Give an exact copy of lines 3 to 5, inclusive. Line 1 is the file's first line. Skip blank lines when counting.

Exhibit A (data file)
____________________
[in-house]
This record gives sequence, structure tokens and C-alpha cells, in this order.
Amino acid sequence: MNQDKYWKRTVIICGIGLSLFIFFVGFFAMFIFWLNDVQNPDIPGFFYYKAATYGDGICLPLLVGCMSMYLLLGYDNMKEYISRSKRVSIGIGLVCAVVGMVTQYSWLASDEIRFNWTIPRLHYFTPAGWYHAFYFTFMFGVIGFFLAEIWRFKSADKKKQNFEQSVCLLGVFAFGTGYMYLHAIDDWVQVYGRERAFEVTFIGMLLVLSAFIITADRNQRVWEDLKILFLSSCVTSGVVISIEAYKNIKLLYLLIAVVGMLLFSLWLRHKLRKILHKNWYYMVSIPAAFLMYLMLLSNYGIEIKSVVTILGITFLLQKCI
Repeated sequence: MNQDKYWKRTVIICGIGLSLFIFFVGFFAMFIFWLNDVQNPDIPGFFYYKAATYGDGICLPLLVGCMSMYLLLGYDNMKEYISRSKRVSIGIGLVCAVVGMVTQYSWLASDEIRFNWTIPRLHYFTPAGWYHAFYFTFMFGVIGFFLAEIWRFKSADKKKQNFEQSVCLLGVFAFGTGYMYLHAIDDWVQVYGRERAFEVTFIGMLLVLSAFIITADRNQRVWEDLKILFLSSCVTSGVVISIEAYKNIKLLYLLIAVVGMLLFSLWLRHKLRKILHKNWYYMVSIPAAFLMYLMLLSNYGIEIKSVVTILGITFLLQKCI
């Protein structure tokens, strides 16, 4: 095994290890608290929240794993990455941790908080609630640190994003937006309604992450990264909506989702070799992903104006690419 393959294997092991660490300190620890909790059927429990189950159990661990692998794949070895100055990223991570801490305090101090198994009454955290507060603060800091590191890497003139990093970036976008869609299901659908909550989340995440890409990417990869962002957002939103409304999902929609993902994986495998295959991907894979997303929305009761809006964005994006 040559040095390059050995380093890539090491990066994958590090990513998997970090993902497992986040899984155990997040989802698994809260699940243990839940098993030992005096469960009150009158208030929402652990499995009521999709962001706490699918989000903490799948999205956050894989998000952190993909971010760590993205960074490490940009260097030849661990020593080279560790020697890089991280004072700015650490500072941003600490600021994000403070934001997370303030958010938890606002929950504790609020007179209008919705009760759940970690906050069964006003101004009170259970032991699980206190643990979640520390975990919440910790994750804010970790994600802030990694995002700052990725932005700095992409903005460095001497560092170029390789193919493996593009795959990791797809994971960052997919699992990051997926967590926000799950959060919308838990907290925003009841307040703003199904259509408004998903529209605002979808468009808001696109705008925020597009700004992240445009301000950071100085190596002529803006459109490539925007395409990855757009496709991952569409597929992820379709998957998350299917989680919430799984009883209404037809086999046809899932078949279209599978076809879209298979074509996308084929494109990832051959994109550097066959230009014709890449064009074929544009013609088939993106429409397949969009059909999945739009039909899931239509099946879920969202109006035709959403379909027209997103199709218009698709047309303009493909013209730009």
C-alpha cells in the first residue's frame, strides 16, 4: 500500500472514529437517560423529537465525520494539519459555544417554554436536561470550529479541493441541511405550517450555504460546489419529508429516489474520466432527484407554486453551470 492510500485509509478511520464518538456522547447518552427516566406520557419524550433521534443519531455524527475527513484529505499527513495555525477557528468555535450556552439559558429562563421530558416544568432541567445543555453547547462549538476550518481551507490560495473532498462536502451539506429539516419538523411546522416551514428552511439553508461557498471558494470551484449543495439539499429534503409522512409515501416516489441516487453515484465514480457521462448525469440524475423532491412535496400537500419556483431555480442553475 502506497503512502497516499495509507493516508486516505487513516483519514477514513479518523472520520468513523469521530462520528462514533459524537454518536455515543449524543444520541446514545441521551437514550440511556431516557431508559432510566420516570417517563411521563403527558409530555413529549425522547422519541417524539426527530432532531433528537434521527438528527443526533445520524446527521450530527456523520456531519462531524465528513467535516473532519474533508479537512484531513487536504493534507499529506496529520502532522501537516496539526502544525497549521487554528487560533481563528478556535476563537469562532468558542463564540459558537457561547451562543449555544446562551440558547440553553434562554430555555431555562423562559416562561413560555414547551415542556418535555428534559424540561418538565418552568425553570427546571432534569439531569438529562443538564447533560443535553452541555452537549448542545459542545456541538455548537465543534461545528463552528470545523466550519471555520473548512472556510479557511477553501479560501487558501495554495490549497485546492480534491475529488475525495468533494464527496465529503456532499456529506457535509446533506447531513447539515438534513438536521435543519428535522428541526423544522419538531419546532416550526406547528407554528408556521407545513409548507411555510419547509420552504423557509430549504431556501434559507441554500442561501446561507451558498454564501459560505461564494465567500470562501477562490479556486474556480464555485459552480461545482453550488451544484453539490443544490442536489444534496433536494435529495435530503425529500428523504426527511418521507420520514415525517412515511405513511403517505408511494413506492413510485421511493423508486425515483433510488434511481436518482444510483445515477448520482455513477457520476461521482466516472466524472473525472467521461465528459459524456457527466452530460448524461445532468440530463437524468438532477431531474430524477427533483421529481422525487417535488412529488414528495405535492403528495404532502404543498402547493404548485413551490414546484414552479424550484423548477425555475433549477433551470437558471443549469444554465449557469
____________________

Amino acid sequence: MNQDKYWKRTVIICGIGLSLFIFFVGFFAMFIFWLNDVQNPDIPGFFYYKAATYGDGICLPLLVGCMSMYLLLGYDNMKEYISRSKRVSIGIGLVCAVVGMVTQYSWLASDEIRFNWTIPRLHYFTPAGWYHAFYFTFMFGVIGFFLAEIWRFKSADKKKQNFEQSVCLLGVFAFGTGYMYLHAIDDWVQVYGRERAFEVTFIGMLLVLSAFIITADRNQRVWEDLKILFLSSCVTSGVVISIEAYKNIKLLYLLIAVVGMLLFSLWLRHKLRKILHKNWYYMVSIPAAFLMYLMLLSNYGIEIKSVVTILGITFLLQKCI
Repeated sequence: MNQDKYWKRTVIICGIGLSLFIFFVGFFAMFIFWLNDVQNPDIPGFFYYKAATYGDGICLPLLVGCMSMYLLLGYDNMKEYISRSKRVSIGIGLVCAVVGMVTQYSWLASDEIRFNWTIPRLHYFTPAGWYHAFYFTFMFGVIGFFLAEIWRFKSADKKKQNFEQSVCLLGVFAFGTGYMYLHAIDDWVQVYGRERAFEVTFIGMLLVLSAFIITADRNQRVWEDLKILFLSSCVTSGVVISIEAYKNIKLLYLLIAVVGMLLFSLWLRHKLRKILHKNWYYMVSIPAAFLMYLMLLSNYGIEIKSVVTILGITFLLQKCI
């Protein structure tokens, strides 16, 4: 095994290890608290929240794993990455941790908080609630640190994003937006309604992450990264909506989702070799992903104006690419 393959294997092991660490300190620890909790059927429990189950159990661990692998794949070895100055990223991570801490305090101090198994009454955290507060603060800091590191890497003139990093970036976008869609299901659908909550989340995440890409990417990869962002957002939103409304999902929609993902994986495998295959991907894979997303929305009761809006964005994006 040559040095390059050995380093890539090491990066994958590090990513998997970090993902497992986040899984155990997040989802698994809260699940243990839940098993030992005096469960009150009158208030929402652990499995009521999709962001706490699918989000903490799948999205956050894989998000952190993909971010760590993205960074490490940009260097030849661990020593080279560790020697890089991280004072700015650490500072941003600490600021994000403070934001997370303030958010938890606002929950504790609020007179209008919705009760759940970690906050069964006003101004009170259970032991699980206190643990979640520390975990919440910790994750804010970790994600802030990694995002700052990725932005700095992409903005460095001497560092170029390789193919493996593009795959990791797809994971960052997919699992990051997926967590926000799950959060919308838990907290925003009841307040703003199904259509408004998903529209605002979808468009808001696109705008925020597009700004992240445009301000950071100085190596002529803006459109490539925007395409990855757009496709991952569409597929992820379709998957998350299917989680919430799984009883209404037809086999046809899932078949279209599978076809879209298979074509996308084929494109990832051959994109550097066959230009014709890449064009074929544009013609088939993106429409397949969009059909999945739009039909899931239509099946879920969202109006035709959403379909027209997103199709218009698709047309303009493909013209730009």